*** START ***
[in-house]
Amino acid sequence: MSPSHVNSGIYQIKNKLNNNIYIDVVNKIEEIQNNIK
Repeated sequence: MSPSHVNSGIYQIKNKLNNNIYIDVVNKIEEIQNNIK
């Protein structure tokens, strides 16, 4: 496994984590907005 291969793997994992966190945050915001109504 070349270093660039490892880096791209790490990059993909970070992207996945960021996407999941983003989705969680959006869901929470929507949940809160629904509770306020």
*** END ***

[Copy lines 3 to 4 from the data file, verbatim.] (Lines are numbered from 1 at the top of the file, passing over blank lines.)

Repeated sequence: MSPSHVNSGIYQIKNKLNNNIYIDVVNKIEEIQNNIK
């Protein structure tokens, strides 16, 4: 496994984590907005 291969793997994992966190945050915001109504 070349270093660039490892880096791209790490990059993909970070992207996945960021996407999941983003989705969680959006869901929470929507949940809160629904509770306020």